According to Dorian Johnson, the friend who survived, he and Mike Brown were walking in the street, a practice you will someday find is quite popular in sleepy suburbs. When no cars are in view, a street may be a scooter lot, a skateboard park, a strolling path. 

Preferring the street to the sidewalk is not uncommon for adolescents. Here in Baltimore it is not uncommon for grown folk — even if cars are barreling toward them. Baltimoreans play fast and loose with their lives when traveling on foot. 

But in the 25 years I’ve lived here, no one has ever lost his life at an officer’s gun-wielding hand for crossing against traffic. 

These days, the policing of black pedestrians while simply walking down empty streets or on the adjacent sidewalks, is no longer en vogue. What happened in Ferguson, Missouri on Saturday is an anomaly, one that hearkens back to a time so many of us believed we had left far behind. A Brief History of Black Folks and Sidewalks.

You won’t know this for at least a year or two — we have not started to read books like Henry’s Freedom Box or Freedom on the Menu; you have not heard of Emmett Till, have not seen what it seems that every black child must: his bloated, disfigured face in an open casket — but someday you will understand just how many of our horror stories begin and end with sidewalks.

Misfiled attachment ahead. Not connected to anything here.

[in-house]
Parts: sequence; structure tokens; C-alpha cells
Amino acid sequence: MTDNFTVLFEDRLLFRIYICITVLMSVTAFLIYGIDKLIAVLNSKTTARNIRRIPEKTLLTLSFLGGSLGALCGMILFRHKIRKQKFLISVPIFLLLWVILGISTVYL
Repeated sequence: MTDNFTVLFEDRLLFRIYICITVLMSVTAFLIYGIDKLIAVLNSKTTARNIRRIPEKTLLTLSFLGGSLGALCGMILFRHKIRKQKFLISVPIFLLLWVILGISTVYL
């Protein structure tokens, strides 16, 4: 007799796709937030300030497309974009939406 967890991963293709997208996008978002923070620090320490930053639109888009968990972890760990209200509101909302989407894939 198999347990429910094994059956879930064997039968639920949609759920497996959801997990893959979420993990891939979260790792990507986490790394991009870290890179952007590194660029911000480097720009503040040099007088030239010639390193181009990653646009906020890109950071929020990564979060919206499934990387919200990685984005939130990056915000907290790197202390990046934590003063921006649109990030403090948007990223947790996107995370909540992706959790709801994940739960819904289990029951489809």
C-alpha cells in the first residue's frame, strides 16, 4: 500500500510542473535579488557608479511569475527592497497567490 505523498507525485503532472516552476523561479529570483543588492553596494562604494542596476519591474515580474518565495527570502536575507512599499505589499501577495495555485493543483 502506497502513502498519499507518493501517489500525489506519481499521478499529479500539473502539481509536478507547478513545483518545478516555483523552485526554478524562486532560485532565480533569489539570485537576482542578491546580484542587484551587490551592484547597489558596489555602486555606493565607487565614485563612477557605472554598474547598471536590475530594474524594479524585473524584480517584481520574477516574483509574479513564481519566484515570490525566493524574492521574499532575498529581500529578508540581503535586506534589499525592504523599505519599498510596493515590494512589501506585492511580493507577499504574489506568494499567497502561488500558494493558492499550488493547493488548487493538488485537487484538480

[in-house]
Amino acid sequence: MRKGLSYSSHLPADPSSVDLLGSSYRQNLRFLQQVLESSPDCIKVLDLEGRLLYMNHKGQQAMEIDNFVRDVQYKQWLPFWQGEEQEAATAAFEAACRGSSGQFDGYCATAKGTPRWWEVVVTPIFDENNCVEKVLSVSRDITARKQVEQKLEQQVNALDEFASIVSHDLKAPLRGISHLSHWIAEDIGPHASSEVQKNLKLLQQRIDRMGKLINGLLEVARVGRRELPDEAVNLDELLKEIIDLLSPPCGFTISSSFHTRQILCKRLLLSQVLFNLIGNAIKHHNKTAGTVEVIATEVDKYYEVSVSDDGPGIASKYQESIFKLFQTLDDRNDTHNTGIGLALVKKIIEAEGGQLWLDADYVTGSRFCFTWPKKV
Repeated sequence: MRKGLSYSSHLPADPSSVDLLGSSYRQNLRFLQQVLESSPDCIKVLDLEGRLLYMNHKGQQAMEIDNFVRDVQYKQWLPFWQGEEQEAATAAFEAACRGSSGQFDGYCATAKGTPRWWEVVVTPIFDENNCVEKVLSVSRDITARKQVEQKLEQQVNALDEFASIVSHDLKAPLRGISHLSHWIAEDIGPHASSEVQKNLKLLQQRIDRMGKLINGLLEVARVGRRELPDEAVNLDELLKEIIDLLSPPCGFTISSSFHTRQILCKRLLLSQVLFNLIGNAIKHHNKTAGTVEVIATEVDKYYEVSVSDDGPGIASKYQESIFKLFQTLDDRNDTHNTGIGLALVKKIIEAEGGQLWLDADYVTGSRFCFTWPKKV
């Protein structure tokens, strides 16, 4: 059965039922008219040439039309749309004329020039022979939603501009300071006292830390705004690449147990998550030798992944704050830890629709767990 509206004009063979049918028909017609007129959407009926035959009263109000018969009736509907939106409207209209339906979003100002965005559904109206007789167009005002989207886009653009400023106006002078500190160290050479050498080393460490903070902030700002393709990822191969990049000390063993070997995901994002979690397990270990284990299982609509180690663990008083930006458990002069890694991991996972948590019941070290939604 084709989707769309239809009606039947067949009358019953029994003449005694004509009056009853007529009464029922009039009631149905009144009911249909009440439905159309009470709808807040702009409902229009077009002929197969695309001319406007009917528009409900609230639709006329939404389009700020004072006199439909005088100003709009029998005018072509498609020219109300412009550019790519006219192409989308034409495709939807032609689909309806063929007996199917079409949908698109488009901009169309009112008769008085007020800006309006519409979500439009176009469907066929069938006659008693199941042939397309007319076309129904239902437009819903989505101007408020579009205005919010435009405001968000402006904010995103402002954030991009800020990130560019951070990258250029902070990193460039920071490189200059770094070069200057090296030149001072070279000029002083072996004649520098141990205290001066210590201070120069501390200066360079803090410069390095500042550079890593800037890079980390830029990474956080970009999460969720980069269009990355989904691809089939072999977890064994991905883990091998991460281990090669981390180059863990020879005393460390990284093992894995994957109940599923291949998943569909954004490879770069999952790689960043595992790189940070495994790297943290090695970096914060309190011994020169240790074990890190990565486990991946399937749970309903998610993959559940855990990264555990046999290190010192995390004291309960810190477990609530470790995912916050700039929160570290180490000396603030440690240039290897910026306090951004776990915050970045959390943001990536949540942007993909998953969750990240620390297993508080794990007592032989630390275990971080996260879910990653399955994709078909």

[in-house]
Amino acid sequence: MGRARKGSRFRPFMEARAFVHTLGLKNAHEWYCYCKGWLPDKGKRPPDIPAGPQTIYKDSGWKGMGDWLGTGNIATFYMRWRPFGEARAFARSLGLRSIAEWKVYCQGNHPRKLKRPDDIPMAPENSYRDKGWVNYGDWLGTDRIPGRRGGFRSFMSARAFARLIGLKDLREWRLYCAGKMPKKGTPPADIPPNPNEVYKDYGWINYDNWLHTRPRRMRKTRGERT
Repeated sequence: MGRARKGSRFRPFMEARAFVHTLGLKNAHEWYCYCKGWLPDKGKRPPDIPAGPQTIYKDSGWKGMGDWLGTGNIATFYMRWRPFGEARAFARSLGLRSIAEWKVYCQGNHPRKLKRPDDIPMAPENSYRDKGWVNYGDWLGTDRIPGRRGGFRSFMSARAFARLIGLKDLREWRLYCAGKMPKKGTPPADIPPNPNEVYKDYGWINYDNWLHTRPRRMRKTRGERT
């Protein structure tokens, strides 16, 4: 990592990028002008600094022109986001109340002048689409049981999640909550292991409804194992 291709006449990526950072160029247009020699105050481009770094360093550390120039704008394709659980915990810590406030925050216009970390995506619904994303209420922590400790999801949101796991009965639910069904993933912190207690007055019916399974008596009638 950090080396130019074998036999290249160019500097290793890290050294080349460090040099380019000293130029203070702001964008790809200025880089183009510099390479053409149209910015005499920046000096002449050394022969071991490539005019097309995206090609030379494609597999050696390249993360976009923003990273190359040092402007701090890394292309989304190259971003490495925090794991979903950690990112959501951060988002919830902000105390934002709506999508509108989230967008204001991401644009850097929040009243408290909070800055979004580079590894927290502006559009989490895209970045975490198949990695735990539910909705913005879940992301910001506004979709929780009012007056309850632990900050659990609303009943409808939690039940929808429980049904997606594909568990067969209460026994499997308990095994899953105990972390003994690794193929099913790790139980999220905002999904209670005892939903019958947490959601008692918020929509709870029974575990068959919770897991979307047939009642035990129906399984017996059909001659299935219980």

Whether stepping off of them to let a white man pass or refusing to cross to one on the other side of a street in order to clear a white woman’s path, sidewalks have never been entirely inanimate for us. Our teeth have been broken against them. After tussling unarmed on one, Trayvon Martin was accused in court of using a sidewalk as a weapon, just before his blood was splattered across it.

And even now, with no particular law in place to compel us, some confess to still ceding the sidewalk for white passersby, in spite of ourselves. It is said that the boy in Ferguson was killed because of a sidewalk. The officer who shot him, his anonymity still being carefully guarded even six days later, is said to have told the boy and his friend to get the f–k on the sidewalk.

According to Dorian Johnson, the friend who survived, he and Mike Brown were walking in the street, a practice you will someday find is quite popular in sleepy suburbs. When no cars are in view, a street may be a scooter lot, a skateboard park, a strolling path.

Preferring the street to the sidewalk is not uncommon for adolescents. Here in Baltimore it is not uncommon for grown folk — even if cars are barreling toward them. Baltimoreans play fast and loose with their lives when traveling on foot.

But in the 25 years I’ve lived here, no one has ever lost his life at an officer’s gun-wielding hand for crossing against traffic.